The setting was just gone.
I didn’t hit it on anything.
It was strange.
(Jewelry repair is also not an “essential service” at this time.)
These things don’t need to mean anything. I can be okay with believing that sometimes stuff like this happens all at the same time.
But it’s strange.
The rhythms of our lives are radically different, but we are making it work. I am working from home from the morning to the afternoon and my husband works from afternoon to midnight. There is no one else to help with care-taking. All the social support of friends and church, daycare and after-school care. It’s all gone. The best babysitter now is the TV and a Chrome book, which we use prudently through the week and throw caution to the wind on the weekend.
We are finding the good in being with our kids more. Time that we previously spent simply commuting to work and picking up kids and going to the occasional weeknight event is all now spent at home. We eat dinner together like usual, but our kids now eat with one of us at lunch time. Sometimes, I finish my shift online and find culinary gems like this waiting for me:
(I know. I’m lucky. I married well. I don’t share stuff like this all the time because he’s too good, and no, you can’t have him. I got him first.)
Although it is hard in the immediate moments of taking care of our kids to remember this, it is ultimately good for us to hold our kids close during this time. (Even though 25% of the care-taking still requires the constant vigilance and reminders of No, Hold on, Wait, Put that down!, Where’s your jacket? Away from the road!, No water guns right now, Zip up your jacket, My God! Stay out of the mud!, Too close to the creek!, Stop! No, that’s my coffee, Careful!)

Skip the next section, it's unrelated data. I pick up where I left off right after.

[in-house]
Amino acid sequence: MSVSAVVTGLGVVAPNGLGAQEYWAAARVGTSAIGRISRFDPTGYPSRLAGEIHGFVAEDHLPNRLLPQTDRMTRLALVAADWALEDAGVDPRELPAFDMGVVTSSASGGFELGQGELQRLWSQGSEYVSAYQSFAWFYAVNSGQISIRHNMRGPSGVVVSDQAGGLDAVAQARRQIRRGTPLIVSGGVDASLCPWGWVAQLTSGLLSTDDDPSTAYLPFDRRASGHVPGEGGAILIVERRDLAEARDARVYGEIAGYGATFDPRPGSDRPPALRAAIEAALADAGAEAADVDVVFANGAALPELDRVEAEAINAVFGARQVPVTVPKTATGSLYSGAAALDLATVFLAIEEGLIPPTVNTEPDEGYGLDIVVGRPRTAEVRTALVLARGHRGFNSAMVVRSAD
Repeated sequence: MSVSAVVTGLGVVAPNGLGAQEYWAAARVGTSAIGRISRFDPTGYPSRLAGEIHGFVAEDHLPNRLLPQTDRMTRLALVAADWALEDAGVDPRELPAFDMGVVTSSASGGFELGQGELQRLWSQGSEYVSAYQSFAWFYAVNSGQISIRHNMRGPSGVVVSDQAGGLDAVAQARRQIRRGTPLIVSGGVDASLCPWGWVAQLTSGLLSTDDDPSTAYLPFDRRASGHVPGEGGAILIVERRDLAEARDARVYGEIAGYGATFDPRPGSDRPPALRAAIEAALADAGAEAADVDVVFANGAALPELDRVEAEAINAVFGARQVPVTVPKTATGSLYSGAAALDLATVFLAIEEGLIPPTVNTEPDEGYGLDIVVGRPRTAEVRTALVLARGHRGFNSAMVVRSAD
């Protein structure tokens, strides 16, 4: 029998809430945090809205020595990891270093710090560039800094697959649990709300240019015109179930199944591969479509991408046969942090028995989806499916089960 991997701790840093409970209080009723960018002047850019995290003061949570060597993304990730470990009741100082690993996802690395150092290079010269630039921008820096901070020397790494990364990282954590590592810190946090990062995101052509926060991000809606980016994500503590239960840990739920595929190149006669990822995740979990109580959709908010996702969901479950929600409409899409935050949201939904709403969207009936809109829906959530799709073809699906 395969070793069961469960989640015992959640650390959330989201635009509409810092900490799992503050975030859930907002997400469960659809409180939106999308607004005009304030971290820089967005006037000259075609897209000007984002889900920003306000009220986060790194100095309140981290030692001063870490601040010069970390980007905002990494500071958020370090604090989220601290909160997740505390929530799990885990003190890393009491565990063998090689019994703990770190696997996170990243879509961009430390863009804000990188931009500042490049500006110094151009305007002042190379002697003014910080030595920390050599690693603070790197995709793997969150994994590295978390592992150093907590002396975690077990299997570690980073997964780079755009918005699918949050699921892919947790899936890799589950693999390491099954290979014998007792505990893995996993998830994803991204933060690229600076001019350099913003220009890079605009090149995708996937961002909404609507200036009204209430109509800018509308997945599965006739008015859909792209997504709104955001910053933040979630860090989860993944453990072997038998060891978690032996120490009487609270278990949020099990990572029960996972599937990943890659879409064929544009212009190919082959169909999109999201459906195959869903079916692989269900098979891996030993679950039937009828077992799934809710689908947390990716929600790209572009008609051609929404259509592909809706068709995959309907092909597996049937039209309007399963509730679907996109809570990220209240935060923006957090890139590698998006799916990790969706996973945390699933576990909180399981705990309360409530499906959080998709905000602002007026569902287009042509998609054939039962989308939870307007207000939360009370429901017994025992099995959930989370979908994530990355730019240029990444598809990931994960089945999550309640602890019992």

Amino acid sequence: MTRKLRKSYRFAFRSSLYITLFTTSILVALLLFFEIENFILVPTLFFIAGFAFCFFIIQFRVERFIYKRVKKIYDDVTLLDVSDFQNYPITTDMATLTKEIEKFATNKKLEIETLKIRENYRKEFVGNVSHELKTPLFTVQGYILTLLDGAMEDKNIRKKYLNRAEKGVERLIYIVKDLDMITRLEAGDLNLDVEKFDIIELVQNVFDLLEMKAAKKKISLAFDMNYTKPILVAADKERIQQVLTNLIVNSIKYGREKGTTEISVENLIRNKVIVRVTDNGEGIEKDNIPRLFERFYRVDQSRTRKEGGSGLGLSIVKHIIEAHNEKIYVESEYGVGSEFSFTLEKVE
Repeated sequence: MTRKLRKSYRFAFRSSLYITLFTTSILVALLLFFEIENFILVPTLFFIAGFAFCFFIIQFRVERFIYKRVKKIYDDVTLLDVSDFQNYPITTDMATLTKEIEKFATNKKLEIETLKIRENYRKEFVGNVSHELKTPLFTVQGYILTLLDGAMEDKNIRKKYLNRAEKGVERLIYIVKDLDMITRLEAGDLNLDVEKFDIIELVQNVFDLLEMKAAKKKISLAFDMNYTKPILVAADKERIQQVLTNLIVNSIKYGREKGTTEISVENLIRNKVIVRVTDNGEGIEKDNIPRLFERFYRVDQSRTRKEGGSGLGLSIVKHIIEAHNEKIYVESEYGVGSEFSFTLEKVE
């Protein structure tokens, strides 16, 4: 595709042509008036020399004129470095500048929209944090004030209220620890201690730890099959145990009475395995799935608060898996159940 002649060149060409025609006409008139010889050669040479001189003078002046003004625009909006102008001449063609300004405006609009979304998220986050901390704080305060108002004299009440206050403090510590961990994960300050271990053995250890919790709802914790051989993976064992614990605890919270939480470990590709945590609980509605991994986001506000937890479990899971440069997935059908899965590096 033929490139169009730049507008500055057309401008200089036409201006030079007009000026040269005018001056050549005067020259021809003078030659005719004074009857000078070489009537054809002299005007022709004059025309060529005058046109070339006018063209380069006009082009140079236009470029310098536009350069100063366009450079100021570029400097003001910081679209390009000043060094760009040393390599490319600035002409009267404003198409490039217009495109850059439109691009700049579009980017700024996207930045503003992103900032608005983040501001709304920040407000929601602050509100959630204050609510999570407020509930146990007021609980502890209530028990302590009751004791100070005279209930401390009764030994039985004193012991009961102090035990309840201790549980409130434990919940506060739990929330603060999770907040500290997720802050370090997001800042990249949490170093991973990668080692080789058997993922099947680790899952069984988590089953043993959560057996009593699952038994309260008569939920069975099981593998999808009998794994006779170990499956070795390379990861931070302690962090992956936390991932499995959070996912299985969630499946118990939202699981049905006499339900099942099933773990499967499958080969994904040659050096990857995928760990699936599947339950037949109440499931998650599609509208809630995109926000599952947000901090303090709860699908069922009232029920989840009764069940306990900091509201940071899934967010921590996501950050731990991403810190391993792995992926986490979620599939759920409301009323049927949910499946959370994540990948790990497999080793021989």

It is good to take them outside to pick up sticks and discover newly blossomed flowers and put on their rainboots to splash in the puddles and watch an earthworm stretch its way across the paving stones for ten minutes and wish him well. Bye-bye worm!
It’s good to give in and read a Five-Minute Paw Patrol story (few girl characters, and they never solve the problems) when I’d totally prefer to read something like the Little Engine that Could (good moral) or even One Fish, Two Fish, Red Fish, Blue Fish (good rhyming schemes).
In all this time with the kids, moments emerge.
There’s the moment when I hear my daughter reading to my son, as the daylight fades from their rooms. They are having a moment together, apart from me. And it doesn’t tear me apart. It makes my heart soar.
There’s the moment as I’m sleeping that I feel my husband’s hand slip into mine and I wake long enough to squeeze it but not long enough for my mind to start spinning again.
There’s the moment when I hear, for the first time, my son say to my daughter, “I love you, Cici.”
Although my places are restricted, time marches on, leaving behind moments in its wake.
Gather ye moments while ye may.